Sunday, May 27, 2012


I was recently part of an interview session with a candidate for a designer position at the company I work for, where all the typical questions were being asked about process, challenges, and outcomes. Suddenly it occurred to me: Why don’t we as designers do a better job of following up on the results of a given project?

The more you think about it, the more of a blatant omission in process it is. Design’s done, artwork handed off; it’s either portfolio-worthy or it isn’t, case closed. Onward.

Crazy. It’s like leaving a big piece of the story back in the Accounts Department. You could’ve had a tangible story to tell about clickthrough rates or spikes in sales; instead you’re left with the classic feeble standby: “It got great results, the customer was really happy.”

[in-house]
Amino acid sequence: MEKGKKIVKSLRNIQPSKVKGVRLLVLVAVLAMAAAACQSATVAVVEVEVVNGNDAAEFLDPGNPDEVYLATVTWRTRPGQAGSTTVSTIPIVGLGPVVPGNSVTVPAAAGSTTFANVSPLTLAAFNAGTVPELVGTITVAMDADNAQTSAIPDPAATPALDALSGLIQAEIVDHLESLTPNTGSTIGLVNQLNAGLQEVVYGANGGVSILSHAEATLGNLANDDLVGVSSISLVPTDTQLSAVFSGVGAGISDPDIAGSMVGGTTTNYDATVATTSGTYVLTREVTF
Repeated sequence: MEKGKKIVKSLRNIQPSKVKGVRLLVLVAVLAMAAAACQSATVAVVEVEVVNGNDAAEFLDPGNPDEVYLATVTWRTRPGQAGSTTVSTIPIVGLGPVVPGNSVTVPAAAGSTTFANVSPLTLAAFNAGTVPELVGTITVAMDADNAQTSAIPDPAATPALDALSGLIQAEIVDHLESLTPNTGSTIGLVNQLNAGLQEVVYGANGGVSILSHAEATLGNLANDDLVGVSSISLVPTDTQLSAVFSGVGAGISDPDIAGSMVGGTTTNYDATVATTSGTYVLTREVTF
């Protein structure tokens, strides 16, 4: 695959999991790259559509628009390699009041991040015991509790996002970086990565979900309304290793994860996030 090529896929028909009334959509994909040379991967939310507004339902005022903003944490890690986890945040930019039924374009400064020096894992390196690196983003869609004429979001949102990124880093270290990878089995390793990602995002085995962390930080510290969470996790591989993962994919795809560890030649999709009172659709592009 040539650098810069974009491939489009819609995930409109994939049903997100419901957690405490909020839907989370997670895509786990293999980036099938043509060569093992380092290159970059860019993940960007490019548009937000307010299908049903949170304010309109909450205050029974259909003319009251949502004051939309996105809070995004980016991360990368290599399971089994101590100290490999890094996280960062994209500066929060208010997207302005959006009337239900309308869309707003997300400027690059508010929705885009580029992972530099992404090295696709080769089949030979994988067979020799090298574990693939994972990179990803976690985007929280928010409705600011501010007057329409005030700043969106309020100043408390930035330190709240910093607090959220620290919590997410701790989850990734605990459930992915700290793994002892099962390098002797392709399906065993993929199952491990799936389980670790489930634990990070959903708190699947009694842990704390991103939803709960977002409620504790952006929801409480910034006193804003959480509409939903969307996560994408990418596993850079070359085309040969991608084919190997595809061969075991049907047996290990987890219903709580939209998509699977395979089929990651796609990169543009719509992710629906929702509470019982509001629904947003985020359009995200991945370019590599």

Most if not all design and advertising projects (Identity design aside) involve some sort of problem-solving; most are targeted toward arousing some sort of customer response.

It’s not until one of us is waist-deep in an interview for a position we really want, that we realize that maybe we should have always made it a point to follow up after every single design project and demand to know what the outcome was in tangible numbers. You kind of start thinking they should teach this in design school as part of the regular routine of beginning-middle-end of a project - I’ve never heard of a job interview where having that information readily available didn’t make a difference.

With the current competitive environment for design jobs, you need all the ammo you can get; it’s a shame if you couldn’t be bothered to collect it.

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